Here Comes #SHA2016

Getting pumped up for #SHA2016For over a decade I have been traveling around the United States, Canada, and the United Kingdom for the yearly Society for Historical Archaeology (SHA) conference. I always have a good time, especially when it’s in the land of the PacNorwies and even when it’s in the icy grip of a polar vortex.

The program for #SHA2016 is titled “A Call to Action: The Past and Future of Historical Archaeology.” With a title like this, it’s hard not to be excited. Who doesn’t like action? Who doesn’t like historical archaeology? Plus, the conference is in Washington, D.C. this year which means I’ll be able to catch up with all my East Coast friends who I rarely get to see out west. Besides all the people who live there, who doesn’t like our nation’s capitol? Exactly.

I’ve been looking over the conference program in order to see what there is to be excited about and what I’d like to see. Of course, I’m also participating in the conference as well. Here’s a summary of what I thought sounds interesting and what I’ll be doing in D.C.

Here’s what I’ll be doing:

1) Participating in the Forum “Equity Issues for All: Historical Archaeology as a Profession in the 21st Century”. This is something I’ve got a lot to say about. In fact, I’ve written over 200 blog posts and articles on the topic in the last three years. I have also participated in the SHA’s Equity Issues panel in the past because I feel like this is an important topic for all of us.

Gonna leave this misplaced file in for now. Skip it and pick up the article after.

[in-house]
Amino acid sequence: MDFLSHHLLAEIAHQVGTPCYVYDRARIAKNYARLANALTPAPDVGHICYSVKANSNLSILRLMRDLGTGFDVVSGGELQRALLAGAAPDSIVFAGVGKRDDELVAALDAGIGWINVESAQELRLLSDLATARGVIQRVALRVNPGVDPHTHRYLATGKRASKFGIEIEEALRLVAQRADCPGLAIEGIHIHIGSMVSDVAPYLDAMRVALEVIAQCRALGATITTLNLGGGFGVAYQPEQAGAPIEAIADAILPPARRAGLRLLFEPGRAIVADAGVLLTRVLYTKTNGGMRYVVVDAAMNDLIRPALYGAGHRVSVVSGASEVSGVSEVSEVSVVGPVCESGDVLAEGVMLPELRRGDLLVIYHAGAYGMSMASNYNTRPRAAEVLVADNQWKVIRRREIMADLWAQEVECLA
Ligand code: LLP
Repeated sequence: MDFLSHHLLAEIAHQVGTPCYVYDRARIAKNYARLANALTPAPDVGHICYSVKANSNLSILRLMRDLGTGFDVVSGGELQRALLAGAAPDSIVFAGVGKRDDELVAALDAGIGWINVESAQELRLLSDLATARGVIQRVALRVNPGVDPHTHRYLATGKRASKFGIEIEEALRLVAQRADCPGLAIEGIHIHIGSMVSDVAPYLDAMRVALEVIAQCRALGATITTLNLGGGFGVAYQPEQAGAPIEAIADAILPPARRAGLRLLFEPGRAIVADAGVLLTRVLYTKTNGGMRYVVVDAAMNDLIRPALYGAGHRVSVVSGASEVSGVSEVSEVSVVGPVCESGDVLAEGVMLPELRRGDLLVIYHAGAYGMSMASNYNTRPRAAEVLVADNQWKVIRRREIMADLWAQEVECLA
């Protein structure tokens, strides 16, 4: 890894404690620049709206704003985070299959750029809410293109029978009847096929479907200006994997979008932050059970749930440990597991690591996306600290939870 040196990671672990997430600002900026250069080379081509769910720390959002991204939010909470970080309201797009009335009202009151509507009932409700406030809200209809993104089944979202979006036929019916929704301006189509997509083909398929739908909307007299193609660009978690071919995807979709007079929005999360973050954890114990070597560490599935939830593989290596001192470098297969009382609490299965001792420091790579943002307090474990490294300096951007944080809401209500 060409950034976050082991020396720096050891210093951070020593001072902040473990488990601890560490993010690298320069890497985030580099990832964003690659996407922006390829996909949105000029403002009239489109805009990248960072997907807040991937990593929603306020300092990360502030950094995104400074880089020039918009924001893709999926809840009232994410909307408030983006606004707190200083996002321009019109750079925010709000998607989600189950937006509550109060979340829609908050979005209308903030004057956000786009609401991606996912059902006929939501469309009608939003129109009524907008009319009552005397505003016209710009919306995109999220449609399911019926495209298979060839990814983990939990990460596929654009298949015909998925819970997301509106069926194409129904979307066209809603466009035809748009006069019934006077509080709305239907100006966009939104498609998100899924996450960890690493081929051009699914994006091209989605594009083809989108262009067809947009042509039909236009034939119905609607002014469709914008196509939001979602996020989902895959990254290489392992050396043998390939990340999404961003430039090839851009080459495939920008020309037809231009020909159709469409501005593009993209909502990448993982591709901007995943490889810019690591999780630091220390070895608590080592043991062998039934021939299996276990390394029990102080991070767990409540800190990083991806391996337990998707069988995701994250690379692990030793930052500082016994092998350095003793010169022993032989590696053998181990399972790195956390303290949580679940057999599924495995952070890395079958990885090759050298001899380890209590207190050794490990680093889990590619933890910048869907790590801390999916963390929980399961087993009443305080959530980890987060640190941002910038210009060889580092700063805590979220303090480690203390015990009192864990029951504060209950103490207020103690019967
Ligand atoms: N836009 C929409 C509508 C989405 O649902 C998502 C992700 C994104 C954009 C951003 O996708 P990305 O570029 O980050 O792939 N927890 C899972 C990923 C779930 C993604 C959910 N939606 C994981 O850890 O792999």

This year I’m excited because the co-panelists are among my most esteemed role models. The discussion in these forums isn’t always interesting but the Equity Issues one always is (I’m not just saying that because I’m going to be in it). If you’re at SHA2016, this is one forum you don’t want to miss.

[FOR-460] Thursday, January 7, 2016, 9:30 a.m. -12:00 p.m. (Forum Room)

2) Giving a talk on the River Street Project. It seems like all I talk about on a professional level is my dissertation topic. Someday I’ll be done and will look fondly on these times. This year I’ll be talking about how I worked with a range of different stakeholders to make the archaeology component become a reality. I will also discuss how the research was designed under the auspices of community-based participatory research guidelines.

“Praxis and Value in Performing Archaeology: Heritage, Affect, and the Relevancy of Archaeological Research”

[SYM-191] Saturday, January 9, 2016, 1:15 p.m. – 4:45 p.m. (Calvert Room)

3) Participating in the 3-minute forum: Teaching the Past to the Huddled Masses, Yearning to Learn: Building an Educational Toolkit for Archaeology. I realized that I was double-booked this year. For the first time, I am scheduled to give a talk in two different places at the same time. This means my participation in the 3-Minute Forum on teaching archaeology will have to work around my 15-minute talk on the River Street Project. Fortunately, I’m always up to a challenge.

[FOR-045] Saturday, January 9, 2016, 1:30 p.m. – 5:30 p.m. (Council Room)

Here’s what piqued my interest

Commemorating African America and Confronting White Privilege: 100 Years of National Challenges

If you’ve been a student of historic preservation, you might have noticed how race plays a role in historical designations. In the case of African Americans, a place is considered special because of its association with black people. In the case of CRM conducted in African American neighborhoods, historical places are overlooked because of where they are found. This Plenary Session is a discussion of how racism can disproportionately impact African American sites preventing them from being preserved.

Plenary Session #2 Wednesday, January 6, 2016 6:30 p.m. – 8:30 p.m. Blue Room